One of the foremost Impressionist painters, French artist Pierre-Auguste Renoir was most notable for his portrayal of the female figure and his tireless pursuit of beauty. Renoir was instrumental in developing the theories and techniques that would give rise to Impressionism and was later a notable influence on modernist artists Henri Matisse and Pablo Picasso.
‘I like a painting which makes me want to stroll in it, if it is a landscape, or to stroke a breast or back, if it is a figure.’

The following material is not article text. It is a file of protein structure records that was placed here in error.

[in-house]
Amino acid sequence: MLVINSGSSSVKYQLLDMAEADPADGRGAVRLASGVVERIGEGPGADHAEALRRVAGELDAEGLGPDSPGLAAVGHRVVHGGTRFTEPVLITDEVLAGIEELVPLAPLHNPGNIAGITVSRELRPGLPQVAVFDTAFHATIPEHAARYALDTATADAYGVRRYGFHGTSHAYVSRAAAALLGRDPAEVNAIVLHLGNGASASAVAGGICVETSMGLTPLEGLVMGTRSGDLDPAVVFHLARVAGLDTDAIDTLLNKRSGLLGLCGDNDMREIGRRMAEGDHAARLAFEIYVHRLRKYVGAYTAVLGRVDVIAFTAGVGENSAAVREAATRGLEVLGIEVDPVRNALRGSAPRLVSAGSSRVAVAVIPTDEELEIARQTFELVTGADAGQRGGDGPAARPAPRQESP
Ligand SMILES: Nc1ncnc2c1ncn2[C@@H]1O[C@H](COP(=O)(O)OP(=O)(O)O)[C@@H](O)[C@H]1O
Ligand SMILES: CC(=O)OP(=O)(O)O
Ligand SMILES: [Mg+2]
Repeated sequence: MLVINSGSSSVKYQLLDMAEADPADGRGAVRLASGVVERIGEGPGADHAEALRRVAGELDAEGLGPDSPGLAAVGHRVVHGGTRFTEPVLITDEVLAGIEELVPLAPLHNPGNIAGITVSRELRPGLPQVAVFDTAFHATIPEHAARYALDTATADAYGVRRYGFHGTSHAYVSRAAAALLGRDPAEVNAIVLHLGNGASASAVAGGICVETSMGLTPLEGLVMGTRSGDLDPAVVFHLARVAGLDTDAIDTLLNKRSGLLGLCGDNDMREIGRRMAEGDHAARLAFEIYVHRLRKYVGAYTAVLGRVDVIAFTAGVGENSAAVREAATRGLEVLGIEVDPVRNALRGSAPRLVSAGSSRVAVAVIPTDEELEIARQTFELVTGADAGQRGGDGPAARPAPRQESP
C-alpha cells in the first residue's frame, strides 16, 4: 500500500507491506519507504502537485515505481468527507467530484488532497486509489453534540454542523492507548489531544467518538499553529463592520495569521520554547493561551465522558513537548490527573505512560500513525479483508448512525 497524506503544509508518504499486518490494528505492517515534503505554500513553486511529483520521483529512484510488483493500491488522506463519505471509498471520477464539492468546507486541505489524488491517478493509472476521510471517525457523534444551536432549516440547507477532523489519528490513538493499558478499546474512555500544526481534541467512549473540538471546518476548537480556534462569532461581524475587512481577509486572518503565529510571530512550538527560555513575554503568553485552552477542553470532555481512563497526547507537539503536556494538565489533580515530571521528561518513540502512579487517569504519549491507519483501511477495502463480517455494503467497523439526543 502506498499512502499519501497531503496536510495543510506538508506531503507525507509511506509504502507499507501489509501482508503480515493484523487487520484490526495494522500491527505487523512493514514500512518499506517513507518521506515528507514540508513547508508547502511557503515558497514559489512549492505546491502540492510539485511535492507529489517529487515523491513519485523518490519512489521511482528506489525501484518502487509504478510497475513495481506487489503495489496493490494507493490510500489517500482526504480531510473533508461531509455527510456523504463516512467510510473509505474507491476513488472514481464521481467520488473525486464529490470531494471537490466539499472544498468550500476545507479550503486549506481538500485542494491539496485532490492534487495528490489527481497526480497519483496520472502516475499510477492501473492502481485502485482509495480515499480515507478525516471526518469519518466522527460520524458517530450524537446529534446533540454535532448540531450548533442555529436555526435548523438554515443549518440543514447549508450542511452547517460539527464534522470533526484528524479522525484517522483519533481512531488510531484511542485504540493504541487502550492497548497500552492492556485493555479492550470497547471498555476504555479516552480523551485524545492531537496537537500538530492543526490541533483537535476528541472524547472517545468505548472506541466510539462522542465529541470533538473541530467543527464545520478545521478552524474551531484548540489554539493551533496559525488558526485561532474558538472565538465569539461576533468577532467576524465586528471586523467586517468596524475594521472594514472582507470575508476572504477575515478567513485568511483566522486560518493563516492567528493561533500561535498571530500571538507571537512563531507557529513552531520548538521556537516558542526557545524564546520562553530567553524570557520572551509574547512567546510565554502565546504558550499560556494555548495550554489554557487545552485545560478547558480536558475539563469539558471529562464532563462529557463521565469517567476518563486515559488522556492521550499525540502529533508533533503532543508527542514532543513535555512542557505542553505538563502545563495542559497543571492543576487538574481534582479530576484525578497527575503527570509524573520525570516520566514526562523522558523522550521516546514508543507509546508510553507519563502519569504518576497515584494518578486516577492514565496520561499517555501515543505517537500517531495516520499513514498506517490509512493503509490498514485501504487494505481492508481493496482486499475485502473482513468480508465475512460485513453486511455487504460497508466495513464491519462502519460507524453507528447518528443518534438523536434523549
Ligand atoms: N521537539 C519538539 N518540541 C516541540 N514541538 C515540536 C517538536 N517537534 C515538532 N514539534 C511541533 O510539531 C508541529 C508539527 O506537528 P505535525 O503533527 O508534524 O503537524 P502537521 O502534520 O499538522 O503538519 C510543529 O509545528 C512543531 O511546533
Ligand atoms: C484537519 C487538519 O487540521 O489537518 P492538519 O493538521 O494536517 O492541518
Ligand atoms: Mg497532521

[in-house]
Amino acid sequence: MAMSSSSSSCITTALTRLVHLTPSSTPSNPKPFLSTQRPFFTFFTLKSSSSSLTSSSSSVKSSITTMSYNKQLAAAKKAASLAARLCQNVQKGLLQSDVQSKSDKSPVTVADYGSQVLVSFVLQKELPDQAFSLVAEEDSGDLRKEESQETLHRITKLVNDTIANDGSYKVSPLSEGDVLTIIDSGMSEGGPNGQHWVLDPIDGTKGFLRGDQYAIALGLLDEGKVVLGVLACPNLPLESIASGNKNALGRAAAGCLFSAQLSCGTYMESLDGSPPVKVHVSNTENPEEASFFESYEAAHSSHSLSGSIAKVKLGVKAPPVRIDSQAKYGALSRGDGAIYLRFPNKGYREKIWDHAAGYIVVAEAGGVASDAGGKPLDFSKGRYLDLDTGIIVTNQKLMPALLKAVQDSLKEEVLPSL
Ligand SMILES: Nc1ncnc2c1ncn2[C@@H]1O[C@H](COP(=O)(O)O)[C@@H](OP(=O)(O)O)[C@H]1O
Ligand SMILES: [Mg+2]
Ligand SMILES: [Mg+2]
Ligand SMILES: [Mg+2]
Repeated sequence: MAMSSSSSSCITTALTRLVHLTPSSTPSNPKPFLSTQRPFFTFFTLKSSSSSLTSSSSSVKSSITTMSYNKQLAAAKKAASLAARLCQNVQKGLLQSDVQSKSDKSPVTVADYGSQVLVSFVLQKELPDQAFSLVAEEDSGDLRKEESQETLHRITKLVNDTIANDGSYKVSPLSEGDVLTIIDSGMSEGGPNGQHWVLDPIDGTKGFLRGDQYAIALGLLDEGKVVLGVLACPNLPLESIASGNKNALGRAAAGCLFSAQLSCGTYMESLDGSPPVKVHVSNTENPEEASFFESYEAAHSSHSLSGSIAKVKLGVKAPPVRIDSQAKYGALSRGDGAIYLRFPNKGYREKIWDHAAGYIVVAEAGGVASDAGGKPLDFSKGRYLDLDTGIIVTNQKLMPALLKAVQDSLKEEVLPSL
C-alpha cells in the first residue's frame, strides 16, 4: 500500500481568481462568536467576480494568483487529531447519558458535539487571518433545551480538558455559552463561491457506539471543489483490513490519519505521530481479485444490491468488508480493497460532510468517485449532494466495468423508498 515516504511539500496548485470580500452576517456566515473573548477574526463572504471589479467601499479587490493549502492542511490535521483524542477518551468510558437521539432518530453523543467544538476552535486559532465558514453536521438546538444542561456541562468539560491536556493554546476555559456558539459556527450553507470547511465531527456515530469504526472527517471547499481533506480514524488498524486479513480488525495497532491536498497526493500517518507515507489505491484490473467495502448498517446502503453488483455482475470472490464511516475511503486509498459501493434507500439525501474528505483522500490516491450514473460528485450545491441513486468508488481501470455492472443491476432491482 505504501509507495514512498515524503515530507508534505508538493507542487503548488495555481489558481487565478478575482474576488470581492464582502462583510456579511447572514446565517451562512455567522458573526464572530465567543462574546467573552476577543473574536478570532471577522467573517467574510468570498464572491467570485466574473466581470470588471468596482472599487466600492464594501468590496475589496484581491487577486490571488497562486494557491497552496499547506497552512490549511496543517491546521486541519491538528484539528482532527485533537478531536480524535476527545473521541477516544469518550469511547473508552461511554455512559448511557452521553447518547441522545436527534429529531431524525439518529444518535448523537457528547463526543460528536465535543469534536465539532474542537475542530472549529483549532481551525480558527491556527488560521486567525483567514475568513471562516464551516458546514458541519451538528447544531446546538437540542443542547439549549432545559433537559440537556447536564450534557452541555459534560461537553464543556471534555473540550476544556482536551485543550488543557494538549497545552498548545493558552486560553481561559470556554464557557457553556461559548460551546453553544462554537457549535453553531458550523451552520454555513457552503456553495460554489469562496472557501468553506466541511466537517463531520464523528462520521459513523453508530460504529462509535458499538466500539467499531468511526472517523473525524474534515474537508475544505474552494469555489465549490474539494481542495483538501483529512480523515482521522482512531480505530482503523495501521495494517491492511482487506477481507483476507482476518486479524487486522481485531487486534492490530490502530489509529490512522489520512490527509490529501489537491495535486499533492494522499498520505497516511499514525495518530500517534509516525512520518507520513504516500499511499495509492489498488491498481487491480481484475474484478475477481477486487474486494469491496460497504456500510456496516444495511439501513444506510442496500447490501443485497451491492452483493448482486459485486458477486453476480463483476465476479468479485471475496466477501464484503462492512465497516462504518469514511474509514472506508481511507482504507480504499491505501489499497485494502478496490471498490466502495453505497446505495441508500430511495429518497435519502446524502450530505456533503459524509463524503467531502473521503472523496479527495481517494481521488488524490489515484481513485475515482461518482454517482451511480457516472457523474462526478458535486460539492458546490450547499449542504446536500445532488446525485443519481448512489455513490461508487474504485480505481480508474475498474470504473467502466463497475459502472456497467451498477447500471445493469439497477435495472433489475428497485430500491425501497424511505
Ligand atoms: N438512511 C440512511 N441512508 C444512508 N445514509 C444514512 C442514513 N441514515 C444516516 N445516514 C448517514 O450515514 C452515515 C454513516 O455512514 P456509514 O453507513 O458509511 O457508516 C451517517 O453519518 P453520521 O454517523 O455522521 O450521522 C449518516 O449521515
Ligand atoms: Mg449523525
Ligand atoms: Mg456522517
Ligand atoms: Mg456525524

In the early 1860s, Renoir met a group of artists including Claude Monet and Camille Pissarro who would form the nucleus of the Impressionist group, forging a style of painting freed from past traditions and closer to the modern realities of life. By the early 1870s the Impressionist technique of painting using small colourful brushstrokes was well developed. Renoir travelled to Algeria, Spain and Italy in 1881 and 1882 and began to paint in a grander, simpler style, rejecting the everyday and ephemeral in favour of the timeless, focusing on female nudes in particular.